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Mark Winokur during a Toronto Arrows practice in Toronto on Feb. 27, 2020.

Christopher Katsarov/The Globe and Mail

Having been at the eye of the media storm during the 2020 U.S. presidential race, the state of Georgia is set to welcome an altogether different form of scrummaging next weekend as it becomes the epicentre of the North American rugby universe.

Already home to Rugby ATL, a second-year outfit in the 12-team Major League Rugby, suburban Atlanta will also become the stomping grounds – at least temporarily – for the league’s lone Canadian franchise, the Toronto Arrows.

After seeing a promising 2020 season curtailed by the pandemic – the Arrows were top of the Eastern Conference with a 4-1 record when MLR shut down a year ago – the team is eager to pick up where it left off. Sizeable hurdles still lie ahead, but in what is shaping up to be Canadian rugby union’s most important season in ages, with Olympic sevens tournaments for both men and women, as well as men’s Rugby World Cup qualifiers in the fall, the Toronto Arrows recognize their role in getting things off on the right foot, and they are taking it seriously.

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“Ramping up to move an entire franchise to another country is not as easy as it looks,” says Mark Winokur, the team’s general manager and chief operating officer. “… It’s a real challenge and we wouldn’t wish it on anybody, but the only alternative would be to sit out the season and we’re not doing that – that was never an option.”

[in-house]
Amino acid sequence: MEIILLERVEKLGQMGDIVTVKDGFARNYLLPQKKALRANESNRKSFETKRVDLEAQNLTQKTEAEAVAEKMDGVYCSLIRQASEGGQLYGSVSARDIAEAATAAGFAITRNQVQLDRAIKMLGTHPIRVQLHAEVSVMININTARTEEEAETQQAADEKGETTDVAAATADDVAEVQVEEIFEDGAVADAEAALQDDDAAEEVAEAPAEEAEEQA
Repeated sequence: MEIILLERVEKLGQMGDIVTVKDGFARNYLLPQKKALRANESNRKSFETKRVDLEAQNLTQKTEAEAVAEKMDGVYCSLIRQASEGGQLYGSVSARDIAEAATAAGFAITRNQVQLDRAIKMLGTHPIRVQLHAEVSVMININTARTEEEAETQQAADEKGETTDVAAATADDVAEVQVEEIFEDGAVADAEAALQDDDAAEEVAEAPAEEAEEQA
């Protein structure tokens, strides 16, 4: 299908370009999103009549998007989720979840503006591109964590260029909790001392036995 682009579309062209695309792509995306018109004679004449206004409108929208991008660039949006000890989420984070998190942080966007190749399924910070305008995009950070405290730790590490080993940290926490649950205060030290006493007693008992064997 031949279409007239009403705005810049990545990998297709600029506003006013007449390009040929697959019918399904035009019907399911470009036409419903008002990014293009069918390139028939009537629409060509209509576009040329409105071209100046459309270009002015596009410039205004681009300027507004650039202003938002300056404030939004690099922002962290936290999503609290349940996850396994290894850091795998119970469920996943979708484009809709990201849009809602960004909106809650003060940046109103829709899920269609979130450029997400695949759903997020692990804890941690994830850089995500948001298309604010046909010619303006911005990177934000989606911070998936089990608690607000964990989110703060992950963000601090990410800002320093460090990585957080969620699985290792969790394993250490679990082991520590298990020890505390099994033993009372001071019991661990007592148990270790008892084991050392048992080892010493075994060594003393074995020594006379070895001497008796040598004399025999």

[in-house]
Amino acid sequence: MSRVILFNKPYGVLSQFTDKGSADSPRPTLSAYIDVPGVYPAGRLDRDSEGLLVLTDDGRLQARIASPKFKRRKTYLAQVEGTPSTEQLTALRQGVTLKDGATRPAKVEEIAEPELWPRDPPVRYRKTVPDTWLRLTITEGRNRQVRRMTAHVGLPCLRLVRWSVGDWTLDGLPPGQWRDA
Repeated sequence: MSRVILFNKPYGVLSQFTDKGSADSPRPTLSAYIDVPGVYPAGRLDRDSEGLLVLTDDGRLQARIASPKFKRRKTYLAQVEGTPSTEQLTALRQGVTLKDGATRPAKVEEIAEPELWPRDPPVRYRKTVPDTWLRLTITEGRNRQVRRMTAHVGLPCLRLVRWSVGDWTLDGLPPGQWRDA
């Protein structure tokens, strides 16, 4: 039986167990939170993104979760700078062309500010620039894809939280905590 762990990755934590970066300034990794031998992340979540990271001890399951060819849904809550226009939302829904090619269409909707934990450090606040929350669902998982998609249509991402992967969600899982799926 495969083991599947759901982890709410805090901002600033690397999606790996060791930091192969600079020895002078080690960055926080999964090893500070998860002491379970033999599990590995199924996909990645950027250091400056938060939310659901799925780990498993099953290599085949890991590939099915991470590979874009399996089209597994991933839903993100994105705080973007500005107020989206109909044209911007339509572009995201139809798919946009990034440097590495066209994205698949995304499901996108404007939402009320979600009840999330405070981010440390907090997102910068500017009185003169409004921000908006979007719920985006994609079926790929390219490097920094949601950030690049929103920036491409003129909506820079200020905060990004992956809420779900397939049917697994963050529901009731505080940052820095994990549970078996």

If there is a silver lining to moving south, aside from the weather in Marietta, Ga., where the team will be playing out of Lupo Family Field at Life University, it is the possibility for cost savings. Eight of the team’s 16 regular-season games will be at “home” in Marietta – nine if you want to include the March 20 season opener at Rugby ATL – so that just leaves seven flights to places such as Utah, Austin and Houston.

The ability to fly out of Atlanta, a major U.S. transportation hub, makes accessing some of these places easier than flying out of Toronto, too, and that’s even before you factor in the Canada-U.S. border, which remains closed for the foreseeable future.

“There’s additional costs but there’s also a bunch of savings,” says Bill Webb, president and majority owner of the team. “As soon as that border reopens we have plans to come back here and play.”

When the Arrows leave Canada on Thursday, they will fly down with roughly 31 players and nine members of staff, and while the team will initially stay in hotels, there are tentative plans to move into Airbnb or other short-term rental accommodation after the first few weeks.

The “expedition,” as Webb calls it, hasn’t deviated the Arrows from their on-field flight path, however. Webb, who is a partner at Toronto’s Waypoint Investment Partners when he’s not busy bleeding blue and white on game days, has the health of rugby in this country, both now and well into the future, as his guiding principle.

So while other teams in MLR are making sexy international splashes, such as Rugby United New York adding former All Black Andrew Ellis or the expansion Los Angeles Giltinis signing a pair of former Australian internationals with Matt Giteau and Adam Ashley-Cooper, Webb is staying the course. That means focusing on Canadian talent and strength in depth.

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Not that he’s against other teams landing some of the big names in world rugby, such as the San Diego Legion, who will have former England captain Chris Robshaw in its ranks when the season kicks off next weekend.